In the immediate post-Independence period, many African governments tended to see the foreign service as a convenient dumping ground for cronies and the undesirables within their political circles. Over time, the character of the East African Legislative Assembly (EALA) has progressively drifted towards this school of thought, which sees the regional parliament as an extension of the domestic gravy train.
That is the impression one gets, looking at the ongoing national elections to nominate delegates to EALA. From a merit-focused process two decades ago, this week’s election of delegates to the assembly shows the shifting perceptions of its role and significance to regional integration.
In a string of unholy alliances, Uganda’s ruling party, the National Resistance Movement, succeeded in consigning a pile of political rejects and shady independents of largely unknown quantity to Arusha. Pretty much the same thing happened in Burundi.
The principle that requires delegates to mirror the breadth and shade of political opinion in partner states was easily jettisoned by the tyranny of numbers. The morality of the practice or lack of it, simply demonstrates the lacklustre attitude that partner states have towards the assembly.
Perhaps this should not be surprising. Over time, national politics has degenerated towards totalitarianism, manipulated processes and disenfranchisement of citizens. The risk in this for EALA and the region, is a loss of focus from the bigger goals of integration, to inward-looking petty interests.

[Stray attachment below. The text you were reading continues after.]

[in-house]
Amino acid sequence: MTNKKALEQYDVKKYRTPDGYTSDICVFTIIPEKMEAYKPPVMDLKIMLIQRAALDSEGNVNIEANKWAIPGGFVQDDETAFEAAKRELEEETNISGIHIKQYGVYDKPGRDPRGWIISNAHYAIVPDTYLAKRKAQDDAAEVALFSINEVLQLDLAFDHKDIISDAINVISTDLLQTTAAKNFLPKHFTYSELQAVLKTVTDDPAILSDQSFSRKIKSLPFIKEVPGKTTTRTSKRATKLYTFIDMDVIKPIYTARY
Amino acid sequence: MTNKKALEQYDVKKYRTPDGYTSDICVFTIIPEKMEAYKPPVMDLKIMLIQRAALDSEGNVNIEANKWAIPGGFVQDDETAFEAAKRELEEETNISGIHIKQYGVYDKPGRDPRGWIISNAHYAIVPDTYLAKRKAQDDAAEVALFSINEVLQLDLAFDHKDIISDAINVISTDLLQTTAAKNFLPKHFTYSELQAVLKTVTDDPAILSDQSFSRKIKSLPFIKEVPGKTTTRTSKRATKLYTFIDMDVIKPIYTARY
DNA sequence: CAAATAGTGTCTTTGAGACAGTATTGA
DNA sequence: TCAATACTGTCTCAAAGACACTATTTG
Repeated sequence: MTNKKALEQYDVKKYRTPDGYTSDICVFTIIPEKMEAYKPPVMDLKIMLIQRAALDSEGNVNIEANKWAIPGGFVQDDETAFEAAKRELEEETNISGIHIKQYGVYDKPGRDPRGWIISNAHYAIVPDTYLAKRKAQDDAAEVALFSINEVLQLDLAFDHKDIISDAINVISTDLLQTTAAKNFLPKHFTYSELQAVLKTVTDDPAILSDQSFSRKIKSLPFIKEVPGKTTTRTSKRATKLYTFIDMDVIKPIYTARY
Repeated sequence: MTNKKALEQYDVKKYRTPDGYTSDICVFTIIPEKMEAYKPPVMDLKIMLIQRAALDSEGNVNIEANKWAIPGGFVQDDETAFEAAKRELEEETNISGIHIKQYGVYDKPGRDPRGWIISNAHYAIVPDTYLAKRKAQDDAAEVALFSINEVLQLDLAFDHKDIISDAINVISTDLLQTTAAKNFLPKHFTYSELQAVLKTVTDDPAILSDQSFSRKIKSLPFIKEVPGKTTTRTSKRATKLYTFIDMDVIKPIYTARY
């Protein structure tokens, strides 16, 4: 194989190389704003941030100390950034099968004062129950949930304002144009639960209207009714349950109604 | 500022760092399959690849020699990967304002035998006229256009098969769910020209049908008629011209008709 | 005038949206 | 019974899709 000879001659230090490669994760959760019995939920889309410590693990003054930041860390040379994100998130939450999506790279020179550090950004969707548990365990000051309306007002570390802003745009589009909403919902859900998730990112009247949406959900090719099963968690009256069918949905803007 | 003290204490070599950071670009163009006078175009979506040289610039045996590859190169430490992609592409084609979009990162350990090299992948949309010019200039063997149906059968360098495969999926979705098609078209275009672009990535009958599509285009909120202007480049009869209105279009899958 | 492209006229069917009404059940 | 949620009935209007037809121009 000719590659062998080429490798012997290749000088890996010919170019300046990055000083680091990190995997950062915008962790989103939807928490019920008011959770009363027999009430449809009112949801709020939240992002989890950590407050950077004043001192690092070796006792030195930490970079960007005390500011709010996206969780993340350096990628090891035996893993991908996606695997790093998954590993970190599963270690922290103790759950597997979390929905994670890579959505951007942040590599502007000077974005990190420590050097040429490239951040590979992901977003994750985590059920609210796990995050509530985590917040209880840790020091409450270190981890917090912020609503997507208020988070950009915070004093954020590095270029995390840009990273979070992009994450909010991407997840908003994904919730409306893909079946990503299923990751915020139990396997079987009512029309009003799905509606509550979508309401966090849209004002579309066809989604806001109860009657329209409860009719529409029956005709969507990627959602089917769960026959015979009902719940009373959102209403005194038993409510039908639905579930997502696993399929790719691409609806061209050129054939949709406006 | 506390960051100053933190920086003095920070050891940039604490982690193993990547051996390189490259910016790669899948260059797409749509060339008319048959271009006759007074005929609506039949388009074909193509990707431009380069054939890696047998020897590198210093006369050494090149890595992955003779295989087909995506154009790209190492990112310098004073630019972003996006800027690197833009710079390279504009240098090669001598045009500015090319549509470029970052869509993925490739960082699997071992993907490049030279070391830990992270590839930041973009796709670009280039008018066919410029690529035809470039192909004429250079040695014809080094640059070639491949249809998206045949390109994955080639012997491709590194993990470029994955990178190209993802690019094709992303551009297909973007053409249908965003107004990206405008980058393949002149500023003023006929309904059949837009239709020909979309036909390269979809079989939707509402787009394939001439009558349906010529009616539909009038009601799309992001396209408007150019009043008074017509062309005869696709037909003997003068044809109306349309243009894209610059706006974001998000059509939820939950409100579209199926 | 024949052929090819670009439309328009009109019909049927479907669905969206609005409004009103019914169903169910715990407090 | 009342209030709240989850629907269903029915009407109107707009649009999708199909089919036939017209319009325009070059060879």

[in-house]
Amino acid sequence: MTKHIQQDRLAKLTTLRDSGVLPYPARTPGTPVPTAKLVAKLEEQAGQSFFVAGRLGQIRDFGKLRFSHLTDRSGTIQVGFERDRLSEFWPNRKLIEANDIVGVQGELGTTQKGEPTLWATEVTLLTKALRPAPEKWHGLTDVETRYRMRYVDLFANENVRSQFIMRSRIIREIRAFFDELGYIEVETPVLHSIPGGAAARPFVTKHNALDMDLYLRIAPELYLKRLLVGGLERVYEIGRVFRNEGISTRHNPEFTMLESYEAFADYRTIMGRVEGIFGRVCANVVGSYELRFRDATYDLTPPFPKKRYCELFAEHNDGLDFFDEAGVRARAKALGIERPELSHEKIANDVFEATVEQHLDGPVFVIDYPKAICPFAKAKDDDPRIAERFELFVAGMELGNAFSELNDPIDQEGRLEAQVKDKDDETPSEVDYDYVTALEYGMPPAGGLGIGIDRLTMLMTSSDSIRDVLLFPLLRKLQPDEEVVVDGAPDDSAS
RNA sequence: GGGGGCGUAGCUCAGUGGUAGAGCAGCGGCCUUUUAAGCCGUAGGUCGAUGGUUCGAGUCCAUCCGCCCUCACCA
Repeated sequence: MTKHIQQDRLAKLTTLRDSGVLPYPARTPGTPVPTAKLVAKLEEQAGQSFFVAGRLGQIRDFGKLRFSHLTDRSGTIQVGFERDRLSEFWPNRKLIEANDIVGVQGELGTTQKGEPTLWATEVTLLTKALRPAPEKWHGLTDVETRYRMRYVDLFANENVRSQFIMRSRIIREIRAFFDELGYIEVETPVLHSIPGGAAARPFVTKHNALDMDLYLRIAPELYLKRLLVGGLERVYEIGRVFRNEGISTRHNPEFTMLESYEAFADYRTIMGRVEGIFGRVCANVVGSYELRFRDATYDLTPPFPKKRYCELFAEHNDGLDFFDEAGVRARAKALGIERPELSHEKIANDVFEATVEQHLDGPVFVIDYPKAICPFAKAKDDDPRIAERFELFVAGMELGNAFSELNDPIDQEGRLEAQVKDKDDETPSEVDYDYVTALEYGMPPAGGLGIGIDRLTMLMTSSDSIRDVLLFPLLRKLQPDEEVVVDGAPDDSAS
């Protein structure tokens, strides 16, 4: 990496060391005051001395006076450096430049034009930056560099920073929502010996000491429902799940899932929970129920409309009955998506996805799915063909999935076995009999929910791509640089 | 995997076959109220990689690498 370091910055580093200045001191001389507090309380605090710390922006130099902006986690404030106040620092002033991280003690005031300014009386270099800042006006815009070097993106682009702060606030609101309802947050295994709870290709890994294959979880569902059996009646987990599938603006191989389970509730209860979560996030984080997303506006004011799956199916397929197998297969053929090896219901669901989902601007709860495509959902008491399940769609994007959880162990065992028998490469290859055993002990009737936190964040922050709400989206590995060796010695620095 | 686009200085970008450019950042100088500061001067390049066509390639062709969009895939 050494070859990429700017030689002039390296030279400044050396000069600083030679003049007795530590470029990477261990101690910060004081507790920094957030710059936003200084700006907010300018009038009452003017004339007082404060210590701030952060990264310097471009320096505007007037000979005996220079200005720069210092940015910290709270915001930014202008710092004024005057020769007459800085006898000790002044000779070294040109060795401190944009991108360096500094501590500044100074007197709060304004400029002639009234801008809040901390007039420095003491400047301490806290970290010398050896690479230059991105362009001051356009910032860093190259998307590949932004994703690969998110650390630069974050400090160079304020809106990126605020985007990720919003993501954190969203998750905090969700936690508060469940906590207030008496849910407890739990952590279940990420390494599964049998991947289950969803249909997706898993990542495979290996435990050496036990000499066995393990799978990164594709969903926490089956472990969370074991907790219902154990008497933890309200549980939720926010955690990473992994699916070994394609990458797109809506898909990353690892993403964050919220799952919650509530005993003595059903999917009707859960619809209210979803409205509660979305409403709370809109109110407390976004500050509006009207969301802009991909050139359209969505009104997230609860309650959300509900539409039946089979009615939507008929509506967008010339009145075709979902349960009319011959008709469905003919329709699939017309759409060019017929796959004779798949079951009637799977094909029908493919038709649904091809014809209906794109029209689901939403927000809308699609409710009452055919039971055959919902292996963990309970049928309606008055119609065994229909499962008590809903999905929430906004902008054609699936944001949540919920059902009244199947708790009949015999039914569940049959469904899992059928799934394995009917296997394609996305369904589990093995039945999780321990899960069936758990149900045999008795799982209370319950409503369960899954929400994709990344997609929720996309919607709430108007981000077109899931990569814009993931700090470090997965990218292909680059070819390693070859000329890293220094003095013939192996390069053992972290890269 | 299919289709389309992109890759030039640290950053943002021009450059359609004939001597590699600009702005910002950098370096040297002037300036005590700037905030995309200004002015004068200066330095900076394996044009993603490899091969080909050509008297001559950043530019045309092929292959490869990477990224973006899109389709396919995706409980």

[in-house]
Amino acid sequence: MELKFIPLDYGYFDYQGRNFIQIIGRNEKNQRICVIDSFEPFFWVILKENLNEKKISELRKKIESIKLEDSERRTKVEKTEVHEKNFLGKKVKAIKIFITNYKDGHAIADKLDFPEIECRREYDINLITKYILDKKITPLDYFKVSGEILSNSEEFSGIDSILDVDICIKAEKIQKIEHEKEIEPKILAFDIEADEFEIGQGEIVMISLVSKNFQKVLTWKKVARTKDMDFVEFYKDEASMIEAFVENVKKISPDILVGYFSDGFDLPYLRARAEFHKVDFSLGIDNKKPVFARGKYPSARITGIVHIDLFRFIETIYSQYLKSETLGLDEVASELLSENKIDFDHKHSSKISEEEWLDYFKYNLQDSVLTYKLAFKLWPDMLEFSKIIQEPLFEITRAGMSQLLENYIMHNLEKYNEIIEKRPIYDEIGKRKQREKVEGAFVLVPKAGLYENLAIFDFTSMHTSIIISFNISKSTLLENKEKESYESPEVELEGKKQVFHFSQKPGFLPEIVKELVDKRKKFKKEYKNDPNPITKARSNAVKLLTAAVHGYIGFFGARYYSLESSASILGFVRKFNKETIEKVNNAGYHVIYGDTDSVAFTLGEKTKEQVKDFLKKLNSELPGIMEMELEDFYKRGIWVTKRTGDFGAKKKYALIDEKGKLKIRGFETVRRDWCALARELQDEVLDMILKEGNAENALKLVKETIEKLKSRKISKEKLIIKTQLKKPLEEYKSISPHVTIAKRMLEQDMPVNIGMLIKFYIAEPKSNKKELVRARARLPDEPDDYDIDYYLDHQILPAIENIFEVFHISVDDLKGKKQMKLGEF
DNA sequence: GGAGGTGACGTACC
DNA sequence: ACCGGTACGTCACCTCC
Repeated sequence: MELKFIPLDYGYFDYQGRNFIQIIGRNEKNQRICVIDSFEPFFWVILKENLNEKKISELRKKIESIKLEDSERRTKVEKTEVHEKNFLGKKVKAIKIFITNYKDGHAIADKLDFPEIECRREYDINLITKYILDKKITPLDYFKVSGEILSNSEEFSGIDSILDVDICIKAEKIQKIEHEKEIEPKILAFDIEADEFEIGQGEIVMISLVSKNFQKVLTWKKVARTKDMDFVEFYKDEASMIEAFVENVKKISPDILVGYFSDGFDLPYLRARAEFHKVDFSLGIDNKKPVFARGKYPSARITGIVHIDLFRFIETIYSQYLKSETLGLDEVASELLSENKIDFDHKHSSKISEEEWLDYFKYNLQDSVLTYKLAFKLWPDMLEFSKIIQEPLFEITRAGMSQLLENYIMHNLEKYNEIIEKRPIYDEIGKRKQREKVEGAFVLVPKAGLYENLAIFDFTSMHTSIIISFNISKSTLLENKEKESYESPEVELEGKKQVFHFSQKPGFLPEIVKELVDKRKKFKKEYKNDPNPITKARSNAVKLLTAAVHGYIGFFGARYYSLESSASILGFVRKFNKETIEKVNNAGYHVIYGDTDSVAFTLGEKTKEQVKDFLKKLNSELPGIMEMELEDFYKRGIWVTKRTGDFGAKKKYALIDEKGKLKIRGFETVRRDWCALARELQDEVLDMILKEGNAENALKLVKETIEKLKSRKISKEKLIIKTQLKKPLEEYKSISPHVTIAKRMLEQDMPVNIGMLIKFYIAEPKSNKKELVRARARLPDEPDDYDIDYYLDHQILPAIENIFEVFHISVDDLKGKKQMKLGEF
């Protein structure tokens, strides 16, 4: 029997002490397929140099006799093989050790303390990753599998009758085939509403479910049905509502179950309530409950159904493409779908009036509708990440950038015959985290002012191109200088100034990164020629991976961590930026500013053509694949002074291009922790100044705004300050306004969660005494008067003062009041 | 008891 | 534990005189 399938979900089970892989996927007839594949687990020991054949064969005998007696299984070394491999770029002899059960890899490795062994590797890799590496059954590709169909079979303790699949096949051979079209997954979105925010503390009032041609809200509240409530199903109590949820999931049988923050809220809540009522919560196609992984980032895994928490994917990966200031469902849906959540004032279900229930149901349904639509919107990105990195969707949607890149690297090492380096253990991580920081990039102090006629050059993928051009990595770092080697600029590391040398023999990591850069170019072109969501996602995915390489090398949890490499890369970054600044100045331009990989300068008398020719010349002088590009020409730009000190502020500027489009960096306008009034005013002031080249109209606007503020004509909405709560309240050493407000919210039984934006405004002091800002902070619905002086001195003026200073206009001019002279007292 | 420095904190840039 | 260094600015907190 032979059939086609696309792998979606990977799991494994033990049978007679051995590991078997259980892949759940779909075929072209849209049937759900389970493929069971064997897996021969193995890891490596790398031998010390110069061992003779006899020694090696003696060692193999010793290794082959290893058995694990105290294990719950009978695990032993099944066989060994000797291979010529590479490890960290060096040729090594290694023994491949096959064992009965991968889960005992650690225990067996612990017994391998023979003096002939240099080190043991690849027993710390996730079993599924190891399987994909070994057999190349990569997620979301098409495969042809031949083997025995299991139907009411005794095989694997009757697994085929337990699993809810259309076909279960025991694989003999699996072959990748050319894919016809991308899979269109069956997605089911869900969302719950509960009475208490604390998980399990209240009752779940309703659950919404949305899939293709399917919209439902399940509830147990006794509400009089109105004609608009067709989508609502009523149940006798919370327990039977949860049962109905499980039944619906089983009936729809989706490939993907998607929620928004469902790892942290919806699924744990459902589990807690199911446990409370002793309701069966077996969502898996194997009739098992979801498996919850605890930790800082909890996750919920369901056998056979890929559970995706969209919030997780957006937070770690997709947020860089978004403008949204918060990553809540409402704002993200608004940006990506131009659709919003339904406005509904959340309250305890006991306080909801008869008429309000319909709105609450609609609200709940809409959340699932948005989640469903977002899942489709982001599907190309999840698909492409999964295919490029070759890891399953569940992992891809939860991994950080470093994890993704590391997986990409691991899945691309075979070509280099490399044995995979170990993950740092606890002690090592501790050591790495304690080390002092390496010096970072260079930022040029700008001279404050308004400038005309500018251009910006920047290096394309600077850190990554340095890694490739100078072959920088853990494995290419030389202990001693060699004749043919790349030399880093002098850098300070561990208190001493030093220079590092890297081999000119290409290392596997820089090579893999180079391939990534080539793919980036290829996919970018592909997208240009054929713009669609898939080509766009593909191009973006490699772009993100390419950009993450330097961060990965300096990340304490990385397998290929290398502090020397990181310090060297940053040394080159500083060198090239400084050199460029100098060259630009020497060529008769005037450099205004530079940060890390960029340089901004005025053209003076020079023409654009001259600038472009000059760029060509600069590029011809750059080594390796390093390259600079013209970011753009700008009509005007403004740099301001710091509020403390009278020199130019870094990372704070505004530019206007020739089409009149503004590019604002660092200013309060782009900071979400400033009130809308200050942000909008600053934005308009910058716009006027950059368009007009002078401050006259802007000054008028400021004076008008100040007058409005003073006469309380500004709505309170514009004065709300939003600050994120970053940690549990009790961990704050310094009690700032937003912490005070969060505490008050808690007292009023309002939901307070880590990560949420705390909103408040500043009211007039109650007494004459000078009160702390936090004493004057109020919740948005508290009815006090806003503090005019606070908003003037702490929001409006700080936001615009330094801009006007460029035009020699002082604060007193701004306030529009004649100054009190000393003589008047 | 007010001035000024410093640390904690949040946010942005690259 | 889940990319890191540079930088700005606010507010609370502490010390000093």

Deviations from agreed positions aside, the tell-tale signs of integration in decline abound. Even where they have existed for a while, the ministries responsible for East African affairs are underfunded and struggle for visibility. In a number of instances, they have been entrusted to old men who are too tired or frustrated to drive the regional agenda. Elsewhere, their designation is so amorphous to make sense even to the docket holders.
That can only set the stage for more confusion. For example, just how is a minister for East African Community Affairs, Regional Development and Arid and Semi-Arid Lands, expected to execute his or her role?
Some partner states are joyriders who really don’t care which way the East African Community (EAC) goes and are comfortable staying in serial default of their contributions to the cost of running the Secretariat.
EAC’s geographical expansion and delegates with minimal regional consciousness are simply recipe for disaster. Delegates who see themselves as representing a ruling party rather than broader national and regional interests will turn the assembly into a tower of babel where discord rather than convergence of thought will be the order of the day.
It is not too long ago that such loss of focus saw the Assembly suffer damaging clashes, the unceremonious ouster of the Speaker and partial boycotts of House business.
Against the backdrop of harsh economic times occasioned by global events, EALA could not need a more exposed and focused team. In the face of pressing domestic priorities, many are the times it is going to be tempting for partner states to walk back on regional commitments.
The lofty objectives on which the EAC was founded should not be lost to shallow and narrow domestic interests. If the Community is to achieve its supranational goals, ruling parties need to get serious and give it the respect and attention it deserves.